- One Hundred Years of Women at UConn Collection. The collection comprises the contents of a scrapbook created to document the 100 Years of Women activities at UConn during the 1991-1992 academic year. The scrapbook contained photographs, clippings, programs, announcements, memoranda, correspondence, flyers, brochures and posters. The scrapbook was created by a committee formed by President Harry J. Hartley in 1991, and then led by Professor Cynthia Adams, to develop a year-long program of activities to celebrate the role of women in UConn’s history. The activities included a convocation, lectures, presentations, awards and an exhibition. The finding aid can be found at https://archivessearch.lib.uconn.edu/repositories/2/resources/580
- Athletic Communications Office Records. The collection comprises materials concerning the full range of UConn athletics, including basketball, softball, field hockey, tennis, swimming, and many other sports. Records for individual sports contain publications, media guides, statistics, correspondence, press releases, newspaper clippings, and other materials, many over long periods of time. The collection also holds a significant archive of press releases and other general materials. Overall, the collection represents some of the most extensive coverage of UConn athletics and provides a detailed portrait of women in sports at UConn. The finding aid can be found at https://archivessearch.lib.uconn.edu/repositories/2/resources/796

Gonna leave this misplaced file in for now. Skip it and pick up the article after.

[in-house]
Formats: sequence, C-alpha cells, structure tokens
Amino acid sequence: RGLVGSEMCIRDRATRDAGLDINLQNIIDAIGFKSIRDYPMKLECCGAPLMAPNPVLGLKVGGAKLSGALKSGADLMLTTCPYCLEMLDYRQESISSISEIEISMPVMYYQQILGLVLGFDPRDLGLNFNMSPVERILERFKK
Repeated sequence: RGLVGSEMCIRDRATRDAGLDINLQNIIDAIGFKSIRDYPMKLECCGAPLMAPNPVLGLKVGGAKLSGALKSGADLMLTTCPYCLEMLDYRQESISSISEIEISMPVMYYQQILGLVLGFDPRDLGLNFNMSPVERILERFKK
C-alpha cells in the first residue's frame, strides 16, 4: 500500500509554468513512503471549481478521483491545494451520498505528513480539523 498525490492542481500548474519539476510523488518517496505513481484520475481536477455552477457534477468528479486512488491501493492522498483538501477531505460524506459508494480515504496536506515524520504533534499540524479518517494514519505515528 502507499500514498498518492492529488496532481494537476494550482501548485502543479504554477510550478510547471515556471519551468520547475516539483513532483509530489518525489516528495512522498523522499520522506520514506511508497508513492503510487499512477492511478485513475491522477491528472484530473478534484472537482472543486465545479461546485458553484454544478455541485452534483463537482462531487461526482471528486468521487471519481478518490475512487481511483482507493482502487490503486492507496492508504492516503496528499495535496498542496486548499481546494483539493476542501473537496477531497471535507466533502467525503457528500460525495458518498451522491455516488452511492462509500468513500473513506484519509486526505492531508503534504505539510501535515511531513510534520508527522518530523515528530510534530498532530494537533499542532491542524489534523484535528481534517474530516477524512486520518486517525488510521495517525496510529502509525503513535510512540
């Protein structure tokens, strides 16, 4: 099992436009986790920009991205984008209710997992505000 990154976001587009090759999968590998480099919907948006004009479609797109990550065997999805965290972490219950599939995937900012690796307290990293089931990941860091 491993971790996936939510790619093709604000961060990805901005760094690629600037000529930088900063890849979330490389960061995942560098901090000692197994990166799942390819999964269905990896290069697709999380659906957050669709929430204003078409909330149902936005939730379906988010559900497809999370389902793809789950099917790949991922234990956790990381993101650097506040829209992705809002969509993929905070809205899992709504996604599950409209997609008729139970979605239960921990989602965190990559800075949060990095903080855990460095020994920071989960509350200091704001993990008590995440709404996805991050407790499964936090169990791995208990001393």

- Student Newspapers. The collection comprises digitized issues of student newspapers from multiple UConn campuses. The most significant collection comes from the Storrs campus, including extensive runs of early to contemporary student newspapers like the Lookout and the Daily Campus. These newspapers provide some of the most far-reaching and wide-ranging coverage of student life at UConn. Both the student newspapers and the student yearbook supply a useful means to chart the history of women at UConn. Many of the publications can be found in our digital repository at http://hdl.handle.net/11134/islandora:campusnewspapers
- Nutmeg. The collection comprises digitized copies of UConn’s student yearbook from 1915 to 2008. Similar to the student newspapers, the student yearbook provides a useful means of understanding the evolving place of women at UConn. The yearbooks contain information on individual students, clubs, sports, campus activities, academics, and information on particular academic years. The yearbooks furnish an especially useful means to survey the expanding presence of women at UConn, both in terms of faculty and students. Issues of Nutmeg from 1915 to 1999 can be found in our digital repository at http://hdl.handle.net/11134/20002:02653871
- University of Connecticut Photograph Collection. The collection comprises digitized photographs from throughout UConn’s history. The extensive collection of photographs documents women in all aspects of university life, from sports and academics to university clubs and social life. The finding aid can be found at http://hdl.handle.net/11134/20002:MSS19880010
We invite you to view these collections in the reading room at Archives & Special Collections. Our staff is happy to assist you in accessing these and other collections in the archives.
This post was written by Shaine Scarminach, a UConn History Ph.D candidate who is a student assistant in Archives & Special Collections.